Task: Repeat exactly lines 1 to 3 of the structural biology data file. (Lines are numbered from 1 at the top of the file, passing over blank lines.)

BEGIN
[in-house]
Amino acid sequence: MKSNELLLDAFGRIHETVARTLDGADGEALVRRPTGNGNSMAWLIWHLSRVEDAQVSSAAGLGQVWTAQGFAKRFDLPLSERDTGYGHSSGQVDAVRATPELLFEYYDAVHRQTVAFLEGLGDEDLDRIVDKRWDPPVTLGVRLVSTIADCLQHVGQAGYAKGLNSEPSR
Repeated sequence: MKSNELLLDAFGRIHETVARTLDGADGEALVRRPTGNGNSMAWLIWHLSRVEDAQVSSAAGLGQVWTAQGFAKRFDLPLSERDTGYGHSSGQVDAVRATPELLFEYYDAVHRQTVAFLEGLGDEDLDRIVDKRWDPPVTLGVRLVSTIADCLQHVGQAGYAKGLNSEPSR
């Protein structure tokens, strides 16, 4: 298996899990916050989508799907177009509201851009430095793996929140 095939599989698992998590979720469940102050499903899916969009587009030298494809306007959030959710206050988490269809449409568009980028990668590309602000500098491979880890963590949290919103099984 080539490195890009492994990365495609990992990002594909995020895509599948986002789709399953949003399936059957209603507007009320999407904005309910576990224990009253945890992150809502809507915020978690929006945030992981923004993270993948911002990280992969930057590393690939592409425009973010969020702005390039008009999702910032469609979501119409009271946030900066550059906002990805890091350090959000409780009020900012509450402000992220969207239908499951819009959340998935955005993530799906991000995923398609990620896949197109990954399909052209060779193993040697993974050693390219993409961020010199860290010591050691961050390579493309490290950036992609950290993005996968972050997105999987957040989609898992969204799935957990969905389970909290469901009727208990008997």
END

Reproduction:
[in-house]
Amino acid sequence: MKSNELLLDAFGRIHETVARTLDGADGEALVRRPTGNGNSMAWLIWHLSRVEDAQVSSAAGLGQVWTAQGFAKRFDLPLSERDTGYGHSSGQVDAVRATPELLFEYYDAVHRQTVAFLEGLGDEDLDRIVDKRWDPPVTLGVRLVSTIADCLQHVGQAGYAKGLNSEPSR
Repeated sequence: MKSNELLLDAFGRIHETVARTLDGADGEALVRRPTGNGNSMAWLIWHLSRVEDAQVSSAAGLGQVWTAQGFAKRFDLPLSERDTGYGHSSGQVDAVRATPELLFEYYDAVHRQTVAFLEGLGDEDLDRIVDKRWDPPVTLGVRLVSTIADCLQHVGQAGYAKGLNSEPSR